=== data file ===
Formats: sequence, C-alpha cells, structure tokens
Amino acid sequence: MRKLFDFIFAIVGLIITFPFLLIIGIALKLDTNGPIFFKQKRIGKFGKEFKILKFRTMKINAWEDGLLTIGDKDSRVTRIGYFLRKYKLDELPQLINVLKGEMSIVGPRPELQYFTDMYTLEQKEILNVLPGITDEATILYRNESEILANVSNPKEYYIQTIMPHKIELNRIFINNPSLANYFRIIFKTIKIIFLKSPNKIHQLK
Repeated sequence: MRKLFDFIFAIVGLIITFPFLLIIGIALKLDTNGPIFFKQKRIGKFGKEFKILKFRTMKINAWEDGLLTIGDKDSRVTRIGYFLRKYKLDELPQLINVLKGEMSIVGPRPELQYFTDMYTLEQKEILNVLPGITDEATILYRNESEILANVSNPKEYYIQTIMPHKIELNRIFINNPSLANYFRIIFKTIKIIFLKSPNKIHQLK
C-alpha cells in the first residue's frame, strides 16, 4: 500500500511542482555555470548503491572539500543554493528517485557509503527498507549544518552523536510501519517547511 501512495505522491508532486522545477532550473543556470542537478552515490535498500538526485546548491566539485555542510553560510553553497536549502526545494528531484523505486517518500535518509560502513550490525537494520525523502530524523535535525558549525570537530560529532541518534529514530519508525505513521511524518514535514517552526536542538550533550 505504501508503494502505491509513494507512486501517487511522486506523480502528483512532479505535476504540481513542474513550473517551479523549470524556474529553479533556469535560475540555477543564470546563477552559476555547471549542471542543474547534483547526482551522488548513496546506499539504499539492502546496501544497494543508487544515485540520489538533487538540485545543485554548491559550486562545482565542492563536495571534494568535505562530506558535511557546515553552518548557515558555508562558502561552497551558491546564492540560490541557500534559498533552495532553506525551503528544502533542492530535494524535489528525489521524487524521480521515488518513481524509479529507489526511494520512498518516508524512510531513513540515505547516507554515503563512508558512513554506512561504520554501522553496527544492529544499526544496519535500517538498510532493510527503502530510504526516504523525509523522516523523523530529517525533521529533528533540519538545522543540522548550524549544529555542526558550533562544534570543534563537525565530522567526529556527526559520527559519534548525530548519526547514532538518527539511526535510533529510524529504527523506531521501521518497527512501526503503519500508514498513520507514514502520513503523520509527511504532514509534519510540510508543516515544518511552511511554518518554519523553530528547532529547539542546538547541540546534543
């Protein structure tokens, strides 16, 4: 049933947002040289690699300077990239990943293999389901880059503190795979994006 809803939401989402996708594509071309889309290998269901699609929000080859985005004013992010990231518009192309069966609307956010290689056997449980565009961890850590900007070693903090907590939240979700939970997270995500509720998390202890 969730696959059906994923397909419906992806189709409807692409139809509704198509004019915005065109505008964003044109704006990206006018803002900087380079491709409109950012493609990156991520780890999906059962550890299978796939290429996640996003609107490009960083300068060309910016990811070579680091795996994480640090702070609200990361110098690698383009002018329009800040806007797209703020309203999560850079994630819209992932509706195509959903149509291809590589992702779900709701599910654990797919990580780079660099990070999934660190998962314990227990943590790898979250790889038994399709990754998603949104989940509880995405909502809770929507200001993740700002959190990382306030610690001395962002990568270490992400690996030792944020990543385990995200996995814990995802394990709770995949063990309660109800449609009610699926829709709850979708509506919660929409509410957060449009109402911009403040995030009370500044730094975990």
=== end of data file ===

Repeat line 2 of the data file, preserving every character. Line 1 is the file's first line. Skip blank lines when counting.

Amino acid sequence: MRKLFDFIFAIVGLIITFPFLLIIGIALKLDTNGPIFFKQKRIGKFGKEFKILKFRTMKINAWEDGLLTIGDKDSRVTRIGYFLRKYKLDELPQLINVLKGEMSIVGPRPELQYFTDMYTLEQKEILNVLPGITDEATILYRNESEILANVSNPKEYYIQTIMPHKIELNRIFINNPSLANYFRIIFKTIKIIFLKSPNKIHQLK